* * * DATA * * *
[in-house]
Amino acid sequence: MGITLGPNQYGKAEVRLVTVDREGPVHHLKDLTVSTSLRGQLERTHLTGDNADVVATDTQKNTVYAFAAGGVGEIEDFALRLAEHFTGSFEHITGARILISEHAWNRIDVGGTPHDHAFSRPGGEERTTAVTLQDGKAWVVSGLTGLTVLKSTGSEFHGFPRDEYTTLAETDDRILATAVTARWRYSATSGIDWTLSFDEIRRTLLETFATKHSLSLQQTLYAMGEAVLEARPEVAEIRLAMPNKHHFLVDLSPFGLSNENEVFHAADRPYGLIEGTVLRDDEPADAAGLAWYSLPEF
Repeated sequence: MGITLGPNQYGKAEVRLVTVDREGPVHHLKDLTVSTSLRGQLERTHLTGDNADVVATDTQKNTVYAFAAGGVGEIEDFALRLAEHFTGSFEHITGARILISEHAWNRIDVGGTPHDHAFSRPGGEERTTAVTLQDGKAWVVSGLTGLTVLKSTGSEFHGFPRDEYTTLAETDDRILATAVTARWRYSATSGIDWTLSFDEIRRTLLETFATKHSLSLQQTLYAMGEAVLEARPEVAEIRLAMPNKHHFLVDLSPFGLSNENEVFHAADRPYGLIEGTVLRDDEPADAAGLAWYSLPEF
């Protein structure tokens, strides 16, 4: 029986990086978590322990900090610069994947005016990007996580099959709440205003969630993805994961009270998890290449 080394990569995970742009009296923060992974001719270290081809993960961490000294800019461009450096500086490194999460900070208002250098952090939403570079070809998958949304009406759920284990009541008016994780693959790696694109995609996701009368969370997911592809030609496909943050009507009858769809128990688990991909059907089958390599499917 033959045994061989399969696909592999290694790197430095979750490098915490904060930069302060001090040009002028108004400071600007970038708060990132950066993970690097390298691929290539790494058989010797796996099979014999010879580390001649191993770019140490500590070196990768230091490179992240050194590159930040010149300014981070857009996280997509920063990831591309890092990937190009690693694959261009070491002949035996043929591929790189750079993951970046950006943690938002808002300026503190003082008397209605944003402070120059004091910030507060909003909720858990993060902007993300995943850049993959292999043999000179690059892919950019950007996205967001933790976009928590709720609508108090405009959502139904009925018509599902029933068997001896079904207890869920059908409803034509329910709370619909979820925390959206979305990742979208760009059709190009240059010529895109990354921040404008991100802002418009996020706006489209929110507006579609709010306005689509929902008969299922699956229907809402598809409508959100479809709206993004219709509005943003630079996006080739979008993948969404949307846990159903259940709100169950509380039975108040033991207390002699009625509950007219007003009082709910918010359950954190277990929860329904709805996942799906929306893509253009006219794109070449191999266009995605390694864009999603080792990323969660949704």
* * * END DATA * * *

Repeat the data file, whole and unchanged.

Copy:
[in-house]
Amino acid sequence: MGITLGPNQYGKAEVRLVTVDREGPVHHLKDLTVSTSLRGQLERTHLTGDNADVVATDTQKNTVYAFAAGGVGEIEDFALRLAEHFTGSFEHITGARILISEHAWNRIDVGGTPHDHAFSRPGGEERTTAVTLQDGKAWVVSGLTGLTVLKSTGSEFHGFPRDEYTTLAETDDRILATAVTARWRYSATSGIDWTLSFDEIRRTLLETFATKHSLSLQQTLYAMGEAVLEARPEVAEIRLAMPNKHHFLVDLSPFGLSNENEVFHAADRPYGLIEGTVLRDDEPADAAGLAWYSLPEF
Repeated sequence: MGITLGPNQYGKAEVRLVTVDREGPVHHLKDLTVSTSLRGQLERTHLTGDNADVVATDTQKNTVYAFAAGGVGEIEDFALRLAEHFTGSFEHITGARILISEHAWNRIDVGGTPHDHAFSRPGGEERTTAVTLQDGKAWVVSGLTGLTVLKSTGSEFHGFPRDEYTTLAETDDRILATAVTARWRYSATSGIDWTLSFDEIRRTLLETFATKHSLSLQQTLYAMGEAVLEARPEVAEIRLAMPNKHHFLVDLSPFGLSNENEVFHAADRPYGLIEGTVLRDDEPADAAGLAWYSLPEF
């Protein structure tokens, strides 16, 4: 029986990086978590322990900090610069994947005016990007996580099959709440205003969630993805994961009270998890290449 080394990569995970742009009296923060992974001719270290081809993960961490000294800019461009450096500086490194999460900070208002250098952090939403570079070809998958949304009406759920284990009541008016994780693959790696694109995609996701009368969370997911592809030609496909943050009507009858769809128990688990991909059907089958390599499917 033959045994061989399969696909592999290694790197430095979750490098915490904060930069302060001090040009002028108004400071600007970038708060990132950066993970690097390298691929290539790494058989010797796996099979014999010879580390001649191993770019140490500590070196990768230091490179992240050194590159930040010149300014981070857009996280997509920063990831591309890092990937190009690693694959261009070491002949035996043929591929790189750079993951970046950006943690938002808002300026503190003082008397209605944003402070120059004091910030507060909003909720858990993060902007993300995943850049993959292999043999000179690059892919950019950007996205967001933790976009928590709720609508108090405009959502139904009925018509599902029933068997001896079904207890869920059908409803034509329910709370619909979820925390959206979305990742979208760009059709190009240059010529895109990354921040404008991100802002418009996020706006489209929110507006579609709010306005689509929902008969299922699956229907809402598809409508959100479809709206993004219709509005943003630079996006080739979008993948969404949307846990159903259940709100169950509380039975108040033991207390002699009625509950007219007003009082709910918010359950954190277990929860329904709805996942799906929306893509253009006219794109070449191999266009995605390694864009999603080792990323969660949704």